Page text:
Some denominations ordain, license or certify persons as credentialed or authorized to engage in specified religious rites or activities. These same denominations usually accord themselves the power to revoke that which they have given. The revocation might be based on religious doctrines or it might be based on secular sounding reasons like failure to renew or failure to pay fees or dues. Revocation or withdrawal of such permissions to engage in specified religious rites or activities can effectively prohibit the formerly licensed person from engaging in any official role in the denomination. There is not likely to be any recourse in the event of revocation or withdrawal of permission to act.
In Bacharach v Star K Certification, Slip Op. (Mary. App. 2022), the trial court dismissed the Plaintiff’s tortious interference with contract claim on Ecclesiastical Abstention Doctrine grounds and because the Plaintiff’s corporation, which was also a named party, was “forfeited” by the state, probably for the failure to renew its incorporation. Plaintiff alleged Defendant was the third-party vendor that the denomination used to oversee certification of adherence to the laws of “Kashrut,” and certification to act as “mashgiach,” “someone who oversees the preparation of kosher food.” The Plaintiff’s certification to act as “mashgiach” was withdrawn. The Defendant denomination allegedly notified Plaintiff’s business contacts that Plaintiff was no longer certified as a kosher caterer. The appellate court affirmed the dismissal and held the determination of whether Plaintiff was wrongfully decertified required an inquiry into religious doctrine governing kosher food preparation. The appellate court also affirmed the dismissal of the claim by Plaintiff’s corporation because it was a “forfeited” corporation that could not maintain a lawsuit.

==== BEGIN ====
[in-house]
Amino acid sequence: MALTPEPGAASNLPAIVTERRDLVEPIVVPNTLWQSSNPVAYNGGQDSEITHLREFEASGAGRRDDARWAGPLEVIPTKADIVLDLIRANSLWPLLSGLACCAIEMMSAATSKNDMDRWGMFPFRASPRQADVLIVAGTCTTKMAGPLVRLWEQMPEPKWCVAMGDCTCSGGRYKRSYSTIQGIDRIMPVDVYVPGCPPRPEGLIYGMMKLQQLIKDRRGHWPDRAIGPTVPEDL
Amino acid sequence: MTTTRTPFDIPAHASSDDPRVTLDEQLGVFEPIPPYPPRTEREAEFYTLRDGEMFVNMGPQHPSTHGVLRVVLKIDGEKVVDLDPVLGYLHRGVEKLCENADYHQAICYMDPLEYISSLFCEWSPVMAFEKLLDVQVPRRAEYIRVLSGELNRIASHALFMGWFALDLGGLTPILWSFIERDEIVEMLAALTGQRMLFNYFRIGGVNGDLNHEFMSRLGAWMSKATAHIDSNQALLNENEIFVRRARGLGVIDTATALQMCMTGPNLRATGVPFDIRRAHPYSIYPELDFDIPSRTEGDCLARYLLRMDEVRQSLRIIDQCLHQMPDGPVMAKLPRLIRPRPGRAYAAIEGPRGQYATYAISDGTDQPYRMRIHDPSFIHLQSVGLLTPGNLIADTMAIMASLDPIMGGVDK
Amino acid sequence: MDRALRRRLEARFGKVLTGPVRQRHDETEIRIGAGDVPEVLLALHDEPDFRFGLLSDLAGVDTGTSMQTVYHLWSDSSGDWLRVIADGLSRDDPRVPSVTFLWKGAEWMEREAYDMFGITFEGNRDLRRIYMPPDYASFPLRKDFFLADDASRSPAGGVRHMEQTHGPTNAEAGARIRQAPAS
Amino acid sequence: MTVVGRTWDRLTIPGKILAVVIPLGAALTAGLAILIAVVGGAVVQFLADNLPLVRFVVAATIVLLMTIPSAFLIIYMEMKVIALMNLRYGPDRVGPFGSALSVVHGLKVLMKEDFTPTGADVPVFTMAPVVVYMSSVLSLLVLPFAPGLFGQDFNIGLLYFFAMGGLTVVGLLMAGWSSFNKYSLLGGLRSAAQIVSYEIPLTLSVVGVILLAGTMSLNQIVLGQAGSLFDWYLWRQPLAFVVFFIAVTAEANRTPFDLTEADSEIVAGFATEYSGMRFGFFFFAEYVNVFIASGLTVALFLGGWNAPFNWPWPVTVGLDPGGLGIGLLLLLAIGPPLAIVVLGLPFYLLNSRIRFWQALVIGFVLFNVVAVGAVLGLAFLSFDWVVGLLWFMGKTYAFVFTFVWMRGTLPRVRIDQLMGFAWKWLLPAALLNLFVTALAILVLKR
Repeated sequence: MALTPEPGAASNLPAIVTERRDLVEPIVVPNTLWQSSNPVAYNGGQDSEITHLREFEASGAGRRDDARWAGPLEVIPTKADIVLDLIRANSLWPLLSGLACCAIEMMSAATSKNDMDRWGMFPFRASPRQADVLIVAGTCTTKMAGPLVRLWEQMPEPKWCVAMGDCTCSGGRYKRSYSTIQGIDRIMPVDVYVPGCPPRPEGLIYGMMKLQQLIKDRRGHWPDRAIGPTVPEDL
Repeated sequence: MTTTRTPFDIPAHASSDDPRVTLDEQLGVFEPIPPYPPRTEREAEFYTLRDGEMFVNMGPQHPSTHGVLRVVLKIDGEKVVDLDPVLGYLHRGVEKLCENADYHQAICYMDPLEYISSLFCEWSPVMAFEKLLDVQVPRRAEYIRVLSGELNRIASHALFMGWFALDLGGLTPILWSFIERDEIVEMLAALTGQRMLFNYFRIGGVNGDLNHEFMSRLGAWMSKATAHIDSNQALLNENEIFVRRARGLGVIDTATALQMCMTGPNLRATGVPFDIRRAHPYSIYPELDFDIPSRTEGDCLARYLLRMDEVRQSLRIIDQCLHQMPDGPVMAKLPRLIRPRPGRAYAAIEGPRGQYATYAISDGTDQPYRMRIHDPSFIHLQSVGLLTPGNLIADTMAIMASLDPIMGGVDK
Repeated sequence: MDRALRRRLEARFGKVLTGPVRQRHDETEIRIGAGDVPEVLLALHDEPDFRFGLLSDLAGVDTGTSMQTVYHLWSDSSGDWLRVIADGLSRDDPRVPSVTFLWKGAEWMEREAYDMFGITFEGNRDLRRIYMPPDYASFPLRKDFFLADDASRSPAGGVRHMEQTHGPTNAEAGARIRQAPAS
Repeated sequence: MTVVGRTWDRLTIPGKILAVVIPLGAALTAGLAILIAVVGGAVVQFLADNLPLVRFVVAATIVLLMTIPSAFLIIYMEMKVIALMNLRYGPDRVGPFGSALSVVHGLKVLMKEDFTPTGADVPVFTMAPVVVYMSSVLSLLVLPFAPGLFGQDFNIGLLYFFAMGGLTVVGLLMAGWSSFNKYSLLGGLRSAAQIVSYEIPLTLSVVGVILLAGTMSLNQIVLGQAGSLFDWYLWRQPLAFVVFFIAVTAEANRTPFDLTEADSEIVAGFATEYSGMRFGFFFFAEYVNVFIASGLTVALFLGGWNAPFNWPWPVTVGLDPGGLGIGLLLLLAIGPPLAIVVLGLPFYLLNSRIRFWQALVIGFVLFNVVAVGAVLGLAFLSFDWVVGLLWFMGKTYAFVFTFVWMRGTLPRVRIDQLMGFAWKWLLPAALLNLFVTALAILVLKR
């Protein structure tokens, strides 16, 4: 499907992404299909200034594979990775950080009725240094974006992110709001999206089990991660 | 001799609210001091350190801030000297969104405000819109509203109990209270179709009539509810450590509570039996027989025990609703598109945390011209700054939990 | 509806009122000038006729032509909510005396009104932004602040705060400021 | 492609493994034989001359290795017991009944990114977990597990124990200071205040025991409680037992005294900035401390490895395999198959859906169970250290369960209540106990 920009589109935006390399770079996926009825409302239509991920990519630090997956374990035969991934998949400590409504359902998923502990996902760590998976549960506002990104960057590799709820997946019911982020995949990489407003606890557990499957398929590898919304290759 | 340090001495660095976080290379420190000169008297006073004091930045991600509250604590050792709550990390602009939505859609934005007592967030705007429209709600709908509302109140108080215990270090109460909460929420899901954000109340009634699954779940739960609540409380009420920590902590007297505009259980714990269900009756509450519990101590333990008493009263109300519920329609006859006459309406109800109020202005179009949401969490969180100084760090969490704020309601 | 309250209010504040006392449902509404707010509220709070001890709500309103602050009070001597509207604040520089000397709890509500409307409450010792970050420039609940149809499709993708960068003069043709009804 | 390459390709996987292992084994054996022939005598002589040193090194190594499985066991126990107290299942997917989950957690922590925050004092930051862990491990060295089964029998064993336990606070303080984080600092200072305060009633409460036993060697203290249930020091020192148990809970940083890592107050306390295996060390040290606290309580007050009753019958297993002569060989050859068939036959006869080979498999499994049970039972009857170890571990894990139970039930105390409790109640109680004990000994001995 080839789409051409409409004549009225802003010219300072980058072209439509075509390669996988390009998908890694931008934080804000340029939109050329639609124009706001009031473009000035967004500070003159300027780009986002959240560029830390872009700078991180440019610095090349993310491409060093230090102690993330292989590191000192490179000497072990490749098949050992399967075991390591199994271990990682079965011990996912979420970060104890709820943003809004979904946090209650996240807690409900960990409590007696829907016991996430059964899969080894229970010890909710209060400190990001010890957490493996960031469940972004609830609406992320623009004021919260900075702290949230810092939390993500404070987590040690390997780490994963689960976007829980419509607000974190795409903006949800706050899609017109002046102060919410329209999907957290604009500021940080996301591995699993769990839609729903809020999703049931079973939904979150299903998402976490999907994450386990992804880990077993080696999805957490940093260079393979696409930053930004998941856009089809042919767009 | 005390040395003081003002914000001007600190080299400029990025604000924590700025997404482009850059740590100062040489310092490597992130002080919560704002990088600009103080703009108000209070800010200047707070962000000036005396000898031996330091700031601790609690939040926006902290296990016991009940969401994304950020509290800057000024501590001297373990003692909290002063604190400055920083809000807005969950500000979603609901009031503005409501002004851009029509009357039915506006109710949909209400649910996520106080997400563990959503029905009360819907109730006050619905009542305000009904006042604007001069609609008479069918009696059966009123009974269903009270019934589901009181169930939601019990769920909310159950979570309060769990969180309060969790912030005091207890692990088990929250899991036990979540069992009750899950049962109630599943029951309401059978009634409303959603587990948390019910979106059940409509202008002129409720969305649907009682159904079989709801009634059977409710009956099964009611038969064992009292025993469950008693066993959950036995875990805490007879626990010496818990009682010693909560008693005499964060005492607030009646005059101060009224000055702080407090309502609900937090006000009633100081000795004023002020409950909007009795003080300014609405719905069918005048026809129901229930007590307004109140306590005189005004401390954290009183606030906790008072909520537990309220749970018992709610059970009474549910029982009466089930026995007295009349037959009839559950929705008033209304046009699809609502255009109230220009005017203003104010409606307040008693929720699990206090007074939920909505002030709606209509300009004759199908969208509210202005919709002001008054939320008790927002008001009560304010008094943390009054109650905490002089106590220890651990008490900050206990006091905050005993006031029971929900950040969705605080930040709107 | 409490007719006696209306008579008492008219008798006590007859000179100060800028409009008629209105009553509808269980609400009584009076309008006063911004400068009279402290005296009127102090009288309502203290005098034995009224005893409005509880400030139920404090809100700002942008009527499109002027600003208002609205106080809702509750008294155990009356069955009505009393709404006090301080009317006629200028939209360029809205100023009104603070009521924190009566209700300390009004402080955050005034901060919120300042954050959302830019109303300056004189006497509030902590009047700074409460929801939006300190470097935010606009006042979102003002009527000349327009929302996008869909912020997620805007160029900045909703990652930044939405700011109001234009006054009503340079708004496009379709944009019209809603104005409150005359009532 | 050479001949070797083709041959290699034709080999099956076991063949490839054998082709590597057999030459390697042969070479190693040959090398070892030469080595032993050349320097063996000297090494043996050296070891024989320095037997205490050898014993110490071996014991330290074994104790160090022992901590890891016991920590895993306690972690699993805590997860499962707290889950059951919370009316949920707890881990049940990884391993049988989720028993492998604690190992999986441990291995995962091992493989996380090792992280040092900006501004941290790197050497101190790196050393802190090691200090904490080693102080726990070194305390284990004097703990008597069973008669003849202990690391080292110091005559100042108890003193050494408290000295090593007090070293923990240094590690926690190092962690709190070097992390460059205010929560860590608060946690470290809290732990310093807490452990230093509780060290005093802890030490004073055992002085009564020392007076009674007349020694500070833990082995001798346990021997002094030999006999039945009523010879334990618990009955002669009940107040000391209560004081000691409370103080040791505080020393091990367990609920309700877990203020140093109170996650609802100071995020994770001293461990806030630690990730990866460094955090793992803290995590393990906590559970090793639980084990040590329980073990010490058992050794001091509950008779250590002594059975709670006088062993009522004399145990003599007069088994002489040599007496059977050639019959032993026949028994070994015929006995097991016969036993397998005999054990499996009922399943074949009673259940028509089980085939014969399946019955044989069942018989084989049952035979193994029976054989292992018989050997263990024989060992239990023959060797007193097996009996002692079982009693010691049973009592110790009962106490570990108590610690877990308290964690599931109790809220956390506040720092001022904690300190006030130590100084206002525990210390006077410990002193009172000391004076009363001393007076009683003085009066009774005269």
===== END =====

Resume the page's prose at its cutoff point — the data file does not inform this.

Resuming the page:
The Plaintiff in the reported case may have been certified by a different denomination or different group within the denomination as well as by the Defendants but the opinion’s recitation of that fact is stingy on the details. Nevertheless, where available, certification by more than one authoritative source would not be a bad practice. Falling out of favor with one group might not end the ability to serve or minister if it is possible to remain in favor with another. The notification of Plaintiff’s business contacts by the withdrawing licensure authority in the age of transparency, however, may no longer be actionable if the licensing authority had some duty to speak regarding termination of the licensure.